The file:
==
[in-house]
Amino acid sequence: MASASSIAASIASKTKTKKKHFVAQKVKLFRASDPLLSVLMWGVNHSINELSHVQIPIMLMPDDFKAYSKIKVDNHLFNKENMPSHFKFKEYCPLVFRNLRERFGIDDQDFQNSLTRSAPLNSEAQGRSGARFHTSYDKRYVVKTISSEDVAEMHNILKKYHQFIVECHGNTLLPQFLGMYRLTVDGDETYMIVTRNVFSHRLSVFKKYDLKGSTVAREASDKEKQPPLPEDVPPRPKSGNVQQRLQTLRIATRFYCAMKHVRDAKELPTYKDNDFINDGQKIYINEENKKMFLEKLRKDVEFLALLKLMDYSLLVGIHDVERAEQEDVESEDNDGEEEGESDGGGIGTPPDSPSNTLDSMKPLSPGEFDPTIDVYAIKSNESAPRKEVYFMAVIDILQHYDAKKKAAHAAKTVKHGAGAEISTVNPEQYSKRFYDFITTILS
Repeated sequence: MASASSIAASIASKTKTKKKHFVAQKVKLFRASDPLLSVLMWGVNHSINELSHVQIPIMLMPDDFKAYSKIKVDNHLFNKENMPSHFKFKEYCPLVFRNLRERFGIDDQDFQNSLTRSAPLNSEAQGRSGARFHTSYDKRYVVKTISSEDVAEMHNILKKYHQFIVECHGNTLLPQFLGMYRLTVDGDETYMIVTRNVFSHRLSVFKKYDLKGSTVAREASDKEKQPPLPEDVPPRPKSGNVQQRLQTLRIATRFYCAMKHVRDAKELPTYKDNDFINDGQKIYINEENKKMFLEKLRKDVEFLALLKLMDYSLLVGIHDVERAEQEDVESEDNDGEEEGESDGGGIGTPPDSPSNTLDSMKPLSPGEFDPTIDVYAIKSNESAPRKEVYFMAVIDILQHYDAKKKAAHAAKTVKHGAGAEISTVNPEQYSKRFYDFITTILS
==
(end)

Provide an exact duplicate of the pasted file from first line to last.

[in-house]
Amino acid sequence: MASASSIAASIASKTKTKKKHFVAQKVKLFRASDPLLSVLMWGVNHSINELSHVQIPIMLMPDDFKAYSKIKVDNHLFNKENMPSHFKFKEYCPLVFRNLRERFGIDDQDFQNSLTRSAPLNSEAQGRSGARFHTSYDKRYVVKTISSEDVAEMHNILKKYHQFIVECHGNTLLPQFLGMYRLTVDGDETYMIVTRNVFSHRLSVFKKYDLKGSTVAREASDKEKQPPLPEDVPPRPKSGNVQQRLQTLRIATRFYCAMKHVRDAKELPTYKDNDFINDGQKIYINEENKKMFLEKLRKDVEFLALLKLMDYSLLVGIHDVERAEQEDVESEDNDGEEEGESDGGGIGTPPDSPSNTLDSMKPLSPGEFDPTIDVYAIKSNESAPRKEVYFMAVIDILQHYDAKKKAAHAAKTVKHGAGAEISTVNPEQYSKRFYDFITTILS
Repeated sequence: MASASSIAASIASKTKTKKKHFVAQKVKLFRASDPLLSVLMWGVNHSINELSHVQIPIMLMPDDFKAYSKIKVDNHLFNKENMPSHFKFKEYCPLVFRNLRERFGIDDQDFQNSLTRSAPLNSEAQGRSGARFHTSYDKRYVVKTISSEDVAEMHNILKKYHQFIVECHGNTLLPQFLGMYRLTVDGDETYMIVTRNVFSHRLSVFKKYDLKGSTVAREASDKEKQPPLPEDVPPRPKSGNVQQRLQTLRIATRFYCAMKHVRDAKELPTYKDNDFINDGQKIYINEENKKMFLEKLRKDVEFLALLKLMDYSLLVGIHDVERAEQEDVESEDNDGEEEGESDGGGIGTPPDSPSNTLDSMKPLSPGEFDPTIDVYAIKSNESAPRKEVYFMAVIDILQHYDAKKKAAHAAKTVKHGAGAEISTVNPEQYSKRFYDFITTILS